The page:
“Within one week of my husband’s death, Nnaemeka came from the East to Lagos, took over his assets and began selling some of them without my knowledge. After my husband was buried, I came to Lagos and asked Nnaemeka for the key to our house. It was then that he told me robbers broke into the house and carried away all the household property and took all the documents relating to the assets of my husband. So I reported to the police and through investigation the police discovered that it was Nnaemeka and his siblings who actually carted the property away and tried to frame me and my brother for the crime.
“Meanwhile as he and his siblings were pretending that they wanted a peaceful resolution, he was secretly selling other assets of my husband. He sold a land my husband acquired and his cars. I even warned him not to sell the Toyota Tacoma vehicle my husband had ordered from overseas, but which had not yet arrived at the time he died. After the vehicle arrived, he cleared and sold it too against my explicit demand that it should not be sold. Anyway, the police were able to recover some documents from him. But the person he sold the land to has refused to respond to police summons. He has not been taking his calls.”
Dismissing a claim made by Nnaemeka, alleging that Chinenye had described the late husband as an occultist, who engaged in blood money and, therefore, wondered how she could suddenly turn around to seek control over the same assets acquired by the husband she labelled an occultist, the voice of the distraught widow dropped a bit as she sniffled and then said: “Please ignore him. That is a pure lie. I never said so.”
Reacting to Nnaemeka’s assertion that he must have a say in all matters concerning his brother’s being the only surviving son of their parents, Chinenye emphatically declared: “He has no right at all in the assets that belong me and my son. I am the next of kin. I want him to return the land he said he sold to somebody. He is still holding the key to our house on Liasu Road, Egbe, Lagos. I want him to release my husband’s house to me. As a widow, I need the things left behind by my husband to train our only child and only son and give a good future in life. Even the women association in our community and other kinsmen, in fact, the whole community has condemned him and said that what he did was not good at all.”
In the quest to follow the path of law, Chinenye had sought the intervention of the Inspector General of Police, Adamu Mohammed by writing to him. Finding the allegations she made against Nnaemeka weighty, the IGP directed the Force Criminal Investigation Department (FCID), Annex, Alagbon, Lagos to investigate the claims.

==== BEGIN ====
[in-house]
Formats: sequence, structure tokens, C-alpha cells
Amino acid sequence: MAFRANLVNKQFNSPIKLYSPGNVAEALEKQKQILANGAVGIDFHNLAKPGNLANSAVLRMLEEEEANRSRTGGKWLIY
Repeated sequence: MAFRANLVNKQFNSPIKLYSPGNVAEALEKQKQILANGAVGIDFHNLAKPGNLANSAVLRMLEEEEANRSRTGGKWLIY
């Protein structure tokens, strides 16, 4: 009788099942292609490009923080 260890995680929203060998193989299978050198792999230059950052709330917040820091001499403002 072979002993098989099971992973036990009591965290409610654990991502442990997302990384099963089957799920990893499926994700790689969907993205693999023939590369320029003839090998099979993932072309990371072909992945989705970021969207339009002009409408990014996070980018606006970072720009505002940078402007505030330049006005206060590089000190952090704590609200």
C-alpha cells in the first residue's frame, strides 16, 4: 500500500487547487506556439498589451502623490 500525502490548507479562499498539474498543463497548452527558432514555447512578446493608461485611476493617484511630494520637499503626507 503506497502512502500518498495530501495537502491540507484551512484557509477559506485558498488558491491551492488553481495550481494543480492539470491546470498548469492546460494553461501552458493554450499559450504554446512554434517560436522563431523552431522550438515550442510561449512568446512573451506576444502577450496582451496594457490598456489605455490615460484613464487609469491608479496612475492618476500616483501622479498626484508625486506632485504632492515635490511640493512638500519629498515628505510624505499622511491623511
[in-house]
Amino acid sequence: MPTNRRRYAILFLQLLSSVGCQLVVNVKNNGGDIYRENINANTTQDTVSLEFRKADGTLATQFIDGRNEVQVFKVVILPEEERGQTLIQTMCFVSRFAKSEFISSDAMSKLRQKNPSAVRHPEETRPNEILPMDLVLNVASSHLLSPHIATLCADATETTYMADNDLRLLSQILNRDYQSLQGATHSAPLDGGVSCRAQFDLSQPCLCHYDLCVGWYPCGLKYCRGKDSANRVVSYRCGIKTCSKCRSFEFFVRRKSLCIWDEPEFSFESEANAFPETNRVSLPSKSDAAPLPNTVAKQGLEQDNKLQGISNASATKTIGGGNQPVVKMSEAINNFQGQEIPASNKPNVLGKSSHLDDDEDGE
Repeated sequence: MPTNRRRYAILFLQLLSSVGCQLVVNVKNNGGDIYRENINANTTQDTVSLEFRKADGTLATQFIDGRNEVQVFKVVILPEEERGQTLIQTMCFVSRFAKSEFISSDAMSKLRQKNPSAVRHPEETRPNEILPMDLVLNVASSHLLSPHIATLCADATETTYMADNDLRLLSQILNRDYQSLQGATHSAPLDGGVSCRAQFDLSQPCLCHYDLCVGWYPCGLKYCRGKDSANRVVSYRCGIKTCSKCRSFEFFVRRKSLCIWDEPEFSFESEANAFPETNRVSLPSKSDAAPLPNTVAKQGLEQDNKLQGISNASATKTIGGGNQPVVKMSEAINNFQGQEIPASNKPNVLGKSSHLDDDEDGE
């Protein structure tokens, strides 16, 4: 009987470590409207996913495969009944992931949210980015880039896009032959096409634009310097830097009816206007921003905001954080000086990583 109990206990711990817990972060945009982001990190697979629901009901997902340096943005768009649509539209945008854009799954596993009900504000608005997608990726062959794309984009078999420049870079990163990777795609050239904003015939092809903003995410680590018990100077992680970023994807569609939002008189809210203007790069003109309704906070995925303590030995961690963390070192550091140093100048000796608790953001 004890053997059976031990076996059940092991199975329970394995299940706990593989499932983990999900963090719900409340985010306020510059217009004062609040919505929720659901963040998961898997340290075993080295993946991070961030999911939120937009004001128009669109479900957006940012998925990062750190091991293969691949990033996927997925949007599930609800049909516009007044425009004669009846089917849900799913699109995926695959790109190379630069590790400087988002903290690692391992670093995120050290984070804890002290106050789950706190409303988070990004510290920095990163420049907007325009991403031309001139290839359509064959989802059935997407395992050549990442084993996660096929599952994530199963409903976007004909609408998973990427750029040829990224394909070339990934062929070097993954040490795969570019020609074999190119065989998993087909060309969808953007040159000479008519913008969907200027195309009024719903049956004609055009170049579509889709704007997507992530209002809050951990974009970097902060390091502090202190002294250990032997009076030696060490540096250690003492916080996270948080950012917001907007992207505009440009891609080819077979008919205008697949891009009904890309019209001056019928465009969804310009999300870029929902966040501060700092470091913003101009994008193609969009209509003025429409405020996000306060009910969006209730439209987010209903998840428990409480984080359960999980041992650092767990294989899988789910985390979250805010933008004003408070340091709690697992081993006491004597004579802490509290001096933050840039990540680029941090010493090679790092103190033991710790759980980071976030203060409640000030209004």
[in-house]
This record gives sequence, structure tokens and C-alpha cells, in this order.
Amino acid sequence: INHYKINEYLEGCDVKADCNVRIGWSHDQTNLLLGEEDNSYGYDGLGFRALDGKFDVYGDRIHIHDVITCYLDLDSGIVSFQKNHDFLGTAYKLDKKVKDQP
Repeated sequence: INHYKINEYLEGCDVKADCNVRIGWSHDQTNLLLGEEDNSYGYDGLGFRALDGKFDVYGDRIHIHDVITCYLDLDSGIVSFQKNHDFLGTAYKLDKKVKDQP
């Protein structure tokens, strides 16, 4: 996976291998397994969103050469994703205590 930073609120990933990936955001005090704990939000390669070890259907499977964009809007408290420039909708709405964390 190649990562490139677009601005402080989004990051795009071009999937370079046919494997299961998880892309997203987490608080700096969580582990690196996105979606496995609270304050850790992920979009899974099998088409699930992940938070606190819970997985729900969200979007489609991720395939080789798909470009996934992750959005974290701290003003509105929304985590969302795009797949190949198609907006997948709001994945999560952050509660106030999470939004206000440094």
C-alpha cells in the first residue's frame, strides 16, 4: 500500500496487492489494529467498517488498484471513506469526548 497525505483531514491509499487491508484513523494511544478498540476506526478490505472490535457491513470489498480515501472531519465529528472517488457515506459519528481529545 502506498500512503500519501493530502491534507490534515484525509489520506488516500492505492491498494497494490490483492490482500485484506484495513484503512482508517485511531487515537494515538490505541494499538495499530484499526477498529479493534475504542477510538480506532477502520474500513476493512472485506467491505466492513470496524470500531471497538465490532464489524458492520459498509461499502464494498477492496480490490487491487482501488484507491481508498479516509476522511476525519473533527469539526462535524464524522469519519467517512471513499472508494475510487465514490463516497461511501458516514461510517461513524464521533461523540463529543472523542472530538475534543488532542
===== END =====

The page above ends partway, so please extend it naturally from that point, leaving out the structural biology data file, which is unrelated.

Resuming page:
In the petition Chinenye accused her brother in-law, Nnaemeka Onyeji of burglary, stealing, forgery and conversion of property, bank instruments, and title documents. The petition stated in part: “He conspired with others unknown and sold the property at 13 Fatokun Street, Adam Estate Ikotun, for the sum of N10 million to one Mr. Prosper.”
At the FCID Alagbon, the spokesman, Assistant Superintended of Police Niyi Ogundeyi, disclosed that the Assistant Inspector General of Police, Uche Anozia in-charge of FCID Annex, Alagbon, Lagos assigned investigation to the X-Squad Section, added that the team of operatives had made significant progress.
“They forcefully ejected the woman and took possession of the house, confiscated their property and businesses. They carted away property, which include one Lexus Jeep, one Toyota Avalon, one Mazda saloon car, another Toyota saloon car, land documents located at Adams Estate Idimu, documents of shops located at Ladipo, took over the man’s freight business and is presently occupying the man’s family house in Lagos.
“He was arrested and interrogated. So many things were recovered from him, including the life insurance policy of the man, several insurance certificates worth N40million, cheque book of the deceased’s accounts held in FCMB, Heritage Bank, Access Bank, Zenith Bank and Fidelity Bank. The police also recovered vehicle documents and discovered that he had sold all of them. He confessed to some of the fraudulent acts and denied some,” the source stated.
Kinsmen weigh in
Consistent with the practice in Igbo land, Chinenye reported her travail the community association. On this, the Chairman of Umuduru Onyiriagha and Umuagubu in Umumilo, Amanaasa village, Umuchu town, Aguata, Anambra State stated unequivocally that “the property of the deceased belongs to his wife and son. We are not disputing that, we never for once said that the property belongs to Nnaemeka. It can never belong to him.”